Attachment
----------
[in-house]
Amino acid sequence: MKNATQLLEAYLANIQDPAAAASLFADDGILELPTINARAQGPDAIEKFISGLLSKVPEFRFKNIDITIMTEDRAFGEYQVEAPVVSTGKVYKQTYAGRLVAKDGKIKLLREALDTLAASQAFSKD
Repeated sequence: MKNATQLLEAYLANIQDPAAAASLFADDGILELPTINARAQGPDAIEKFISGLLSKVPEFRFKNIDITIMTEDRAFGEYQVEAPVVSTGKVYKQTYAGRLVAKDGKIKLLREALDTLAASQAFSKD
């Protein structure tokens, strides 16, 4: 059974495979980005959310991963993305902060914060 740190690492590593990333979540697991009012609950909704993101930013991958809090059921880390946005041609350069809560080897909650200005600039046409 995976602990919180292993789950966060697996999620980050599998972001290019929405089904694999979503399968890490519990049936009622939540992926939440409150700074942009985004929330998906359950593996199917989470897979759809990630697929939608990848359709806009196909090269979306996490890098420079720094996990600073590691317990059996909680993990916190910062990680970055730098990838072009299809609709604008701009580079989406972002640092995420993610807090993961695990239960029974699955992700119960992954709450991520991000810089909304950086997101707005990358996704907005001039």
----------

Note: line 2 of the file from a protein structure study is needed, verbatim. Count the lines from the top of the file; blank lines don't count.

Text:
Amino acid sequence: MKNATQLLEAYLANIQDPAAAASLFADDGILELPTINARAQGPDAIEKFISGLLSKVPEFRFKNIDITIMTEDRAFGEYQVEAPVVSTGKVYKQTYAGRLVAKDGKIKLLREALDTLAASQAFSKD